If you take a look at the airplanes descriptions in the game you can find there precise numbers based on in-game tests (ISA).
F.e. 219 km/h for SPAD in FC at MSL.

 

I am thrilled to hear that we are returning to a state where facts trump feelings, especially in times of Trump.

 

 

Although it is unnecessary for me to make any flight tests, I am for the most part able to match the data provided using the Kuban Autumn map at sea level.

 

  • With the SPAD XIII at sea level I can now reach 217km/h of the 219km/h mentioned (-2km/h)
     
  • With the Sopwith Camel at sea level I can now reach 190km/h of the 195km/h mentioned (-5km/h)

 

This is just quick testing done by an amateur, not a controlled test. I am sure that under ideal conditions, even these minor speed deficiencies could be addressed and a higher airspeed reached (ISA, reduced fuel load etc.).

 

 

 

 

Which brings me to my next point:

 

  • With the Pfalz D.IIIa at sea level I can now reach 177km/h of the 171km/h mentioned (+6km/h)

kELxlMN.jpg

 

FhbTSaK.jpg

 

 

Again this is just measured during a quick mission in Kuban Autumn. As with the SPAD and Camel, under controlled conditions (ISA) someone more qualified than myself could undoubtedly reach a higher airspeed at sea level. In other words: the data should at least be equal to the speed someone can measure in the simulator.

 

We are left to guess at why this is the case, though one could speculate it could be a leftover of the RoF update 1.034 (December 2014).

 

Will you repeat the in-game tests to measure the correct speed of the Pfalz D.IIIa or is the Pfalz currently performing better than it should?

 

 

TL;DR Is the Pfalz too fast?

 

 

(I won't mention the Dr.I as you've already noted that it is a work in progress)

 

 

Thanks again for your time and insights!

Edited by Hellbender
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whoa!, the super-camel is back!

 

I had posted this before, extract of Aircraft Profile no. 31 that Petrovich cited as one of his sources. The first 4 are Clergets.

image.thumb.png.6c16b5b096804888c0105080cab0677e.png

 

The complaint against the Camel in RoF was not that it did not match its test performance, but that the quality of production models did not match that of prototypes, but that was based on a lot of cherry picked anecdotes.

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I would be surprised if either the Camel or DRI should reach their theoretical best speed.  I would have thought that the flying characteristics of both aircraft meant that slipping and sliding was the order of the day rather than truly coordinated flight and with few instruments to help it's all seat of the pants stuff.  That said I was a little surprised how well the Camel flew when I jumped out of the pilots seat and did a bit of free form skydiving.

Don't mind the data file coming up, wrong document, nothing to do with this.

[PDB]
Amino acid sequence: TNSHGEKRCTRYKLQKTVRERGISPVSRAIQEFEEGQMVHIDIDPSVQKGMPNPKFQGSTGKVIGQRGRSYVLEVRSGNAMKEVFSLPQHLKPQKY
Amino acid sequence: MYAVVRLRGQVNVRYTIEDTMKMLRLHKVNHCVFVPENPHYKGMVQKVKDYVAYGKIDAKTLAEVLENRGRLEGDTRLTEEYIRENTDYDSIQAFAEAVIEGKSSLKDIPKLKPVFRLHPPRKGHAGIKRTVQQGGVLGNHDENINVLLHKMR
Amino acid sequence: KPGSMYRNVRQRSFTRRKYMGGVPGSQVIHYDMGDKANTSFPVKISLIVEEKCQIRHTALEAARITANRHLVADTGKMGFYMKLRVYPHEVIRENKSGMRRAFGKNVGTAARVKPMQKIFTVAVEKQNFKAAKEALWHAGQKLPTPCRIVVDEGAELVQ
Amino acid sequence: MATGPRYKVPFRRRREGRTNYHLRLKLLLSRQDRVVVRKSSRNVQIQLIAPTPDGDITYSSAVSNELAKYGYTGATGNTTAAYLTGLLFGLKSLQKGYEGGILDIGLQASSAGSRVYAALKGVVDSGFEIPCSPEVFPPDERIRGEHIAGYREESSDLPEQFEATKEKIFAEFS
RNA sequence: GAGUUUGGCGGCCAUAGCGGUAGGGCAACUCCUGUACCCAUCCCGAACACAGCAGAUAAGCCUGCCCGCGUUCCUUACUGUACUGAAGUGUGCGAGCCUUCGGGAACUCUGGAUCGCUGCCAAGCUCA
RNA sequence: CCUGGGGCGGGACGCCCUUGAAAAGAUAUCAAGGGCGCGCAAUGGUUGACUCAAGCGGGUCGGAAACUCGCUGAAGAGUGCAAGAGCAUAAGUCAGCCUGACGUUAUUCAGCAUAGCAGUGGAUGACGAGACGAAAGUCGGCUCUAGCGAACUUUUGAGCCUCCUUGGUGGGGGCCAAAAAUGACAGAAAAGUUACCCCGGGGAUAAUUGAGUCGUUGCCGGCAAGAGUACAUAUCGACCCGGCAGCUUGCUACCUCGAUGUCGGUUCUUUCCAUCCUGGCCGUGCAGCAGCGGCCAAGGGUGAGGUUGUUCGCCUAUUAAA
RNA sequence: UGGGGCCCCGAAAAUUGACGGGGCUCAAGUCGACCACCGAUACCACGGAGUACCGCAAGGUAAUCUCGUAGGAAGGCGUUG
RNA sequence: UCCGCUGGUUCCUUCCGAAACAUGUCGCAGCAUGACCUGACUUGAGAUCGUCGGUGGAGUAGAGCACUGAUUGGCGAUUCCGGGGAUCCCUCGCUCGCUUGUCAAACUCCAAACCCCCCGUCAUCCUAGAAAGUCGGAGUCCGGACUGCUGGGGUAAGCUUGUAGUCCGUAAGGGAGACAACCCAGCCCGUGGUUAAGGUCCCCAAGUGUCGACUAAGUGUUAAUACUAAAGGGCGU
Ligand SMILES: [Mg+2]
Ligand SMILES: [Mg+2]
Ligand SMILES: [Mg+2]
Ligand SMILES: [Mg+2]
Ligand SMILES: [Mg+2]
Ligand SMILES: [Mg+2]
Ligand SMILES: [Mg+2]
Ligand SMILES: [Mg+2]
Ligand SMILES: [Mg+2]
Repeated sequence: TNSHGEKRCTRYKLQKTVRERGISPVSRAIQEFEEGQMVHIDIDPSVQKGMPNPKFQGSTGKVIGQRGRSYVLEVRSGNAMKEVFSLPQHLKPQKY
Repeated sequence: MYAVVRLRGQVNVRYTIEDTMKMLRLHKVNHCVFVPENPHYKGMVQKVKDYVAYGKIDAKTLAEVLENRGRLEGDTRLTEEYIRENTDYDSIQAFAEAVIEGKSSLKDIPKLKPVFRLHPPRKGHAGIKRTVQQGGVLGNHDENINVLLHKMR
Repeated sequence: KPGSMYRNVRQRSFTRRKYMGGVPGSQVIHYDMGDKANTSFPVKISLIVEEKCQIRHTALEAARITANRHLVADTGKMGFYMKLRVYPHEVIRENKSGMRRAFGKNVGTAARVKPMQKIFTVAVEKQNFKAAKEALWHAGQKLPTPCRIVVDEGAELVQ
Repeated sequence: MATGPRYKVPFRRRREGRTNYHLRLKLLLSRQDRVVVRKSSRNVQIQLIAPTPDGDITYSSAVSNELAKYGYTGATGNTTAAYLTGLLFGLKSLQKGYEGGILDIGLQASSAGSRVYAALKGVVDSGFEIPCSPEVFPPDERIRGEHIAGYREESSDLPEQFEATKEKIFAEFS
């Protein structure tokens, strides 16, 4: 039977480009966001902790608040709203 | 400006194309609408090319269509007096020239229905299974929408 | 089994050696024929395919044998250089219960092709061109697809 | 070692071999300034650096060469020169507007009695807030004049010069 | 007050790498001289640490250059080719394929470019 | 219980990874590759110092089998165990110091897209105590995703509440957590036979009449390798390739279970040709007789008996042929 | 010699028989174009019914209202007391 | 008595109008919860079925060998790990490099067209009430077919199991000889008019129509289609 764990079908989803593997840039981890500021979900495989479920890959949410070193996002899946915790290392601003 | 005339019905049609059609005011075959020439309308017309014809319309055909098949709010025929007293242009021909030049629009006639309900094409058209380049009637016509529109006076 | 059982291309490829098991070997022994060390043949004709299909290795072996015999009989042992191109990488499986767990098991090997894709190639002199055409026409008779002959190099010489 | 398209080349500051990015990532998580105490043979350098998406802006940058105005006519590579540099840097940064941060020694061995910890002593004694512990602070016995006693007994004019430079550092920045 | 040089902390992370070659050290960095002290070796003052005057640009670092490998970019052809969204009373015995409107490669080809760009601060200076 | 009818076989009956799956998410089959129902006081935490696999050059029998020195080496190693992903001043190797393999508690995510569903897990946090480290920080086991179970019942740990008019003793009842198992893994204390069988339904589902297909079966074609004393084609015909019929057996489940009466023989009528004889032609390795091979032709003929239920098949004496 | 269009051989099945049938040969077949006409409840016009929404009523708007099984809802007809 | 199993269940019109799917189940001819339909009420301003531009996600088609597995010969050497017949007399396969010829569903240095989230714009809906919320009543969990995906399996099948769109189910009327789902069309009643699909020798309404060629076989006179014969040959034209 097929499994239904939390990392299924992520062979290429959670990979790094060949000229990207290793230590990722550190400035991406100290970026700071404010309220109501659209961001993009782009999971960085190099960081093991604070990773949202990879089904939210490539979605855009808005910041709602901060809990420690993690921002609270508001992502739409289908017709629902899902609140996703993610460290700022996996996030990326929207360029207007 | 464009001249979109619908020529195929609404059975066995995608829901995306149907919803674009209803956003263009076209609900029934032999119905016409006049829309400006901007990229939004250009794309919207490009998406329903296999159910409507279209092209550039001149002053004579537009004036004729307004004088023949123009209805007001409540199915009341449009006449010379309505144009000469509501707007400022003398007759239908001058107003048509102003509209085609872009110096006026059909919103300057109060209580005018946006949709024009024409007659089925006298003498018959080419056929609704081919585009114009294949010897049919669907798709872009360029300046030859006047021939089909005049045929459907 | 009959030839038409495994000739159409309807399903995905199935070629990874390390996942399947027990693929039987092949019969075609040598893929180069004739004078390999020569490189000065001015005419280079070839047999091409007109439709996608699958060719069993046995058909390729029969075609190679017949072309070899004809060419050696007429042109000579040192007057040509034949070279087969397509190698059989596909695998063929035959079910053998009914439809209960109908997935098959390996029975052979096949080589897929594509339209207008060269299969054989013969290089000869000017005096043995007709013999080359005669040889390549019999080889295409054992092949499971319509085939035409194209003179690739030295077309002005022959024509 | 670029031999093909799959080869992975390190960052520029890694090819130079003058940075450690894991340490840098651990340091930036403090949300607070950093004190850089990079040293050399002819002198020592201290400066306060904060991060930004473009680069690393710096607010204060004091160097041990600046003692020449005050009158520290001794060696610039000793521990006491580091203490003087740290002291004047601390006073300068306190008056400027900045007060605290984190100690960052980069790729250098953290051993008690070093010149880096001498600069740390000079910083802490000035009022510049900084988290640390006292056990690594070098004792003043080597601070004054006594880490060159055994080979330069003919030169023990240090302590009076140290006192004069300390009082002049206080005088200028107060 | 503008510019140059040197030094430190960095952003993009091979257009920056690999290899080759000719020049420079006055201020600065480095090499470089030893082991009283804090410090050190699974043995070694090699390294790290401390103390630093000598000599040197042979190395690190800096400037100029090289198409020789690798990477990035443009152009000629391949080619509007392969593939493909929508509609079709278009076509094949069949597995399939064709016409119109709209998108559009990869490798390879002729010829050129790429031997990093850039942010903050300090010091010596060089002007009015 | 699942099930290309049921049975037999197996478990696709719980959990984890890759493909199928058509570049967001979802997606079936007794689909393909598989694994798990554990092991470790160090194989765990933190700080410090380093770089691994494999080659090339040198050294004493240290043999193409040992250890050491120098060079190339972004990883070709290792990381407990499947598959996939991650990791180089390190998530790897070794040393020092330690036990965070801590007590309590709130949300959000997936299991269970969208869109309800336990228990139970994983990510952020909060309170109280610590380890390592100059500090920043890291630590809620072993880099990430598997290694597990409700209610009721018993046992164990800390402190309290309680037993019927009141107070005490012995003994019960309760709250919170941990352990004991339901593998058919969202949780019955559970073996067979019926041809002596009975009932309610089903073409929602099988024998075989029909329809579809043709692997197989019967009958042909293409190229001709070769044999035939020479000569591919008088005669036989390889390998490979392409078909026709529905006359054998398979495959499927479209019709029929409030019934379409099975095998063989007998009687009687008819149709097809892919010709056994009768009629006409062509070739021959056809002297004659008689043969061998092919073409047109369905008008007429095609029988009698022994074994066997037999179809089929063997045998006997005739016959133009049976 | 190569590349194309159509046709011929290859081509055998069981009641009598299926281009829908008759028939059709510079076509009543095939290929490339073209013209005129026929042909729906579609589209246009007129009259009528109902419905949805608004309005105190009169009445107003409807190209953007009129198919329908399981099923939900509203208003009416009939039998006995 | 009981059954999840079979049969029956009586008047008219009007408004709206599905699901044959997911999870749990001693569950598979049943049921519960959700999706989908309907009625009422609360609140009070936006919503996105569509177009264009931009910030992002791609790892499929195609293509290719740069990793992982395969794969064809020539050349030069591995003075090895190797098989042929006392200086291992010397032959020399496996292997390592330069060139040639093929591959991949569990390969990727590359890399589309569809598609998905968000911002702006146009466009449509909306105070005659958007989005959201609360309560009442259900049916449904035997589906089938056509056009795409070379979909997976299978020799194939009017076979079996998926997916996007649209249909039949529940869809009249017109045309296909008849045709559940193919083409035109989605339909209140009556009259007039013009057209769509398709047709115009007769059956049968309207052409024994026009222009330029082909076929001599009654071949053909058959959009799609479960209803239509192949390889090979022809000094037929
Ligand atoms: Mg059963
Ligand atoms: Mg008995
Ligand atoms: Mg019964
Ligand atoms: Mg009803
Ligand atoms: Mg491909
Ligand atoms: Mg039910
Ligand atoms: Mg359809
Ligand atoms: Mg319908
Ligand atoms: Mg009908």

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1 hour ago, Hellbender said:

With the SPAD XIII at sea level I can now reach 217km/h of the 219km/h mentioned (-2km/h)

With the Sopwith Camel at sea level I can now reach 190km/h of the 195km/h mentioned (-5km/h)

With the Pfalz D.IIIa at sea level I can now reach 177km/h of the 171km/h mentioned (+6km/h)

 

Kuban single mission, 15ºC, 760 pressure, no wind, no turbulence. 100% fuel, full ammo. 5 or 6 meters of altitude depending on the plane. Rad 100% open. Below that, the plane will either splash or disengage the auto level. I did not test if the speed varies with rad open or closed, but on the first run of the Pfalz, I was with the rad closed and it reached the same 178km/h, the same as in ROF.

 

With the Spad I can reach the 219km/h mentioned. IIRC, 87% mixture, 6 meters of altitude (any lower and she will disengage the auto level).

 

With the Camel I can reach 194km/h at 5 meters of altitude (at 4 meters she splashes in the water). The 195km/h might be a tiny bit of mixture up or down, but I don't think so. Usually the max will encompass at least 2% of mixture. And I'm going up and down more like 1/3rds of 1%. In other words, three taps on the mixture to go from 77 to 78% for example. All I got from 85 all the way up to 92% (below or over it starts decreasing IIRC) is 194km/h. Which is well in the margin of the mentioned speed.

 

With the Pfalz I can reach 178km/h at 5 meters of altitude.

 

Just quick tests. Below are the missions.

 

Sopwith Camel sea level run 5m.zip

Pfalz D3a sea level run 5m.zip

Fokker Dr.1 sea level run 5m.zip

Spad 13 sea level run 6m.zip

Edited by SeaW0lf
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4 hours ago, SeaW0lf said:

 

With the Spad I can reach the 219km/h mentioned. IIRC, 87% mixture, 6 meters of altitude (any lower and she will disengage the auto level).

 

 

What do you get at 2000m? I can't get above 193kph.

Edit: believe the store indicates 195 at 2000m, so I guess thats aligned,  but need to rationalise that against multiple data sources stating 217.

Perhaps a separate conversation :)

Edited by US103_Baer
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I feel some of these discussions are rather academic.

 

How accurate are the data that You compare against ?

I´m sure in real life You could take 4 Camels (or any other aircraft) from the assembly line and find that they all differ from the data.